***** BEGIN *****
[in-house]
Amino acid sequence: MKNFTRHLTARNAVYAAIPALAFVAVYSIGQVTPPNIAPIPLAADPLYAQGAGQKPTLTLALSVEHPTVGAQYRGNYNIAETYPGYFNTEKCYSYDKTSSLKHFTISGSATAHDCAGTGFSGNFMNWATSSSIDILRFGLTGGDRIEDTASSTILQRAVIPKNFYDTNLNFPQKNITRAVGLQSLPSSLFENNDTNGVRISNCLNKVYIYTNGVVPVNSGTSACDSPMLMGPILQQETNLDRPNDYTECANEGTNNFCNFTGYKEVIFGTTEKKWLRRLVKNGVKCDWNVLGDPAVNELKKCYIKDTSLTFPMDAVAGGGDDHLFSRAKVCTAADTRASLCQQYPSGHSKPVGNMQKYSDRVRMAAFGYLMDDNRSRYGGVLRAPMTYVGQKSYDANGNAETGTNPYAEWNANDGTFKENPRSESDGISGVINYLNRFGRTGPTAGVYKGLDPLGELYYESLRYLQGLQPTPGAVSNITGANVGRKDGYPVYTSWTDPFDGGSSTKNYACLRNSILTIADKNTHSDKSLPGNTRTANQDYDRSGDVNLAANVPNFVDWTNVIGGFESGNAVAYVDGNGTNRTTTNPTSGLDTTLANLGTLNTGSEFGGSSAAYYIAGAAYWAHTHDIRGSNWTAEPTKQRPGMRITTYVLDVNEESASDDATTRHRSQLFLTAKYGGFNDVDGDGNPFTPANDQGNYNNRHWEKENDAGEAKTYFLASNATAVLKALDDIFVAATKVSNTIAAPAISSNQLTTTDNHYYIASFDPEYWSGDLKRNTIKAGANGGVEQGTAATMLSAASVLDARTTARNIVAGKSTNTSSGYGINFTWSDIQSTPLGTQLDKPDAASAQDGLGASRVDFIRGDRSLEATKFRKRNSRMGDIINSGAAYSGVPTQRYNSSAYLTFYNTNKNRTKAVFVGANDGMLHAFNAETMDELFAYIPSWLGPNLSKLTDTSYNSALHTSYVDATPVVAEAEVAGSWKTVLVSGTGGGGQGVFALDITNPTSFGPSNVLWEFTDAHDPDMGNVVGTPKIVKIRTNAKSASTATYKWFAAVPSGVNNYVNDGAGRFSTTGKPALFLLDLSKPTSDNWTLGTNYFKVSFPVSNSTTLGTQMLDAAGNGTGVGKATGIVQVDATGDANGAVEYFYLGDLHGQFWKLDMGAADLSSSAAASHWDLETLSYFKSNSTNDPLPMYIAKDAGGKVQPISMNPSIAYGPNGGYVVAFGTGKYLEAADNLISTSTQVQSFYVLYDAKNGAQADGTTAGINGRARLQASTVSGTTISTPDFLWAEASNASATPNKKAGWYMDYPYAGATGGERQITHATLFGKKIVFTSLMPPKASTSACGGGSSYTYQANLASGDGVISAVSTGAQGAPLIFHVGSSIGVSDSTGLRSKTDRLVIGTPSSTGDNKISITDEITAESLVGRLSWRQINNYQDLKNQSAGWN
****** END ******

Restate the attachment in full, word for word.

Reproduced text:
[in-house]
Amino acid sequence: MKNFTRHLTARNAVYAAIPALAFVAVYSIGQVTPPNIAPIPLAADPLYAQGAGQKPTLTLALSVEHPTVGAQYRGNYNIAETYPGYFNTEKCYSYDKTSSLKHFTISGSATAHDCAGTGFSGNFMNWATSSSIDILRFGLTGGDRIEDTASSTILQRAVIPKNFYDTNLNFPQKNITRAVGLQSLPSSLFENNDTNGVRISNCLNKVYIYTNGVVPVNSGTSACDSPMLMGPILQQETNLDRPNDYTECANEGTNNFCNFTGYKEVIFGTTEKKWLRRLVKNGVKCDWNVLGDPAVNELKKCYIKDTSLTFPMDAVAGGGDDHLFSRAKVCTAADTRASLCQQYPSGHSKPVGNMQKYSDRVRMAAFGYLMDDNRSRYGGVLRAPMTYVGQKSYDANGNAETGTNPYAEWNANDGTFKENPRSESDGISGVINYLNRFGRTGPTAGVYKGLDPLGELYYESLRYLQGLQPTPGAVSNITGANVGRKDGYPVYTSWTDPFDGGSSTKNYACLRNSILTIADKNTHSDKSLPGNTRTANQDYDRSGDVNLAANVPNFVDWTNVIGGFESGNAVAYVDGNGTNRTTTNPTSGLDTTLANLGTLNTGSEFGGSSAAYYIAGAAYWAHTHDIRGSNWTAEPTKQRPGMRITTYVLDVNEESASDDATTRHRSQLFLTAKYGGFNDVDGDGNPFTPANDQGNYNNRHWEKENDAGEAKTYFLASNATAVLKALDDIFVAATKVSNTIAAPAISSNQLTTTDNHYYIASFDPEYWSGDLKRNTIKAGANGGVEQGTAATMLSAASVLDARTTARNIVAGKSTNTSSGYGINFTWSDIQSTPLGTQLDKPDAASAQDGLGASRVDFIRGDRSLEATKFRKRNSRMGDIINSGAAYSGVPTQRYNSSAYLTFYNTNKNRTKAVFVGANDGMLHAFNAETMDELFAYIPSWLGPNLSKLTDTSYNSALHTSYVDATPVVAEAEVAGSWKTVLVSGTGGGGQGVFALDITNPTSFGPSNVLWEFTDAHDPDMGNVVGTPKIVKIRTNAKSASTATYKWFAAVPSGVNNYVNDGAGRFSTTGKPALFLLDLSKPTSDNWTLGTNYFKVSFPVSNSTTLGTQMLDAAGNGTGVGKATGIVQVDATGDANGAVEYFYLGDLHGQFWKLDMGAADLSSSAAASHWDLETLSYFKSNSTNDPLPMYIAKDAGGKVQPISMNPSIAYGPNGGYVVAFGTGKYLEAADNLISTSTQVQSFYVLYDAKNGAQADGTTAGINGRARLQASTVSGTTISTPDFLWAEASNASATPNKKAGWYMDYPYAGATGGERQITHATLFGKKIVFTSLMPPKASTSACGGGSSYTYQANLASGDGVISAVSTGAQGAPLIFHVGSSIGVSDSTGLRSKTDRLVIGTPSSTGDNKISITDEITAESLVGRLSWRQINNYQDLKNQSAGWN